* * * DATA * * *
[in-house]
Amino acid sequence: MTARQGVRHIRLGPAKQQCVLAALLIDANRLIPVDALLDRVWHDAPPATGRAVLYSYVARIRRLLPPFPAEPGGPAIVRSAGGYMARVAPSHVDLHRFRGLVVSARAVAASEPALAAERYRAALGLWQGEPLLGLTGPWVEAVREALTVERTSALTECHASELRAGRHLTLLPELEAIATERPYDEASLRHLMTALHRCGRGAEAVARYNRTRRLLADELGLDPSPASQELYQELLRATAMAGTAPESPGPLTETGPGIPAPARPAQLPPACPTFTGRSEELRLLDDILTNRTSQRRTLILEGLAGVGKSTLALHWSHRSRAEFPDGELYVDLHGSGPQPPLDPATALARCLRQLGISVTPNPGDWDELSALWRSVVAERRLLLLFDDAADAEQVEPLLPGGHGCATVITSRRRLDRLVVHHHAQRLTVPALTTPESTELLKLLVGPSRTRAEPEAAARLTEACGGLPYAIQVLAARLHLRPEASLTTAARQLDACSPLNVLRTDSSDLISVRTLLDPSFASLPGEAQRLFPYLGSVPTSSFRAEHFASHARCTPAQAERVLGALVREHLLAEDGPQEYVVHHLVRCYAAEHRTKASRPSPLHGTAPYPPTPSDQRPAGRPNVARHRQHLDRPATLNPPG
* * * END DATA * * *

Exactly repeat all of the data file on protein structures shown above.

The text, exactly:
[in-house]
Amino acid sequence: MTARQGVRHIRLGPAKQQCVLAALLIDANRLIPVDALLDRVWHDAPPATGRAVLYSYVARIRRLLPPFPAEPGGPAIVRSAGGYMARVAPSHVDLHRFRGLVVSARAVAASEPALAAERYRAALGLWQGEPLLGLTGPWVEAVREALTVERTSALTECHASELRAGRHLTLLPELEAIATERPYDEASLRHLMTALHRCGRGAEAVARYNRTRRLLADELGLDPSPASQELYQELLRATAMAGTAPESPGPLTETGPGIPAPARPAQLPPACPTFTGRSEELRLLDDILTNRTSQRRTLILEGLAGVGKSTLALHWSHRSRAEFPDGELYVDLHGSGPQPPLDPATALARCLRQLGISVTPNPGDWDELSALWRSVVAERRLLLLFDDAADAEQVEPLLPGGHGCATVITSRRRLDRLVVHHHAQRLTVPALTTPESTELLKLLVGPSRTRAEPEAAARLTEACGGLPYAIQVLAARLHLRPEASLTTAARQLDACSPLNVLRTDSSDLISVRTLLDPSFASLPGEAQRLFPYLGSVPTSSFRAEHFASHARCTPAQAERVLGALVREHLLAEDGPQEYVVHHLVRCYAAEHRTKASRPSPLHGTAPYPPTPSDQRPAGRPNVARHRQHLDRPATLNPPG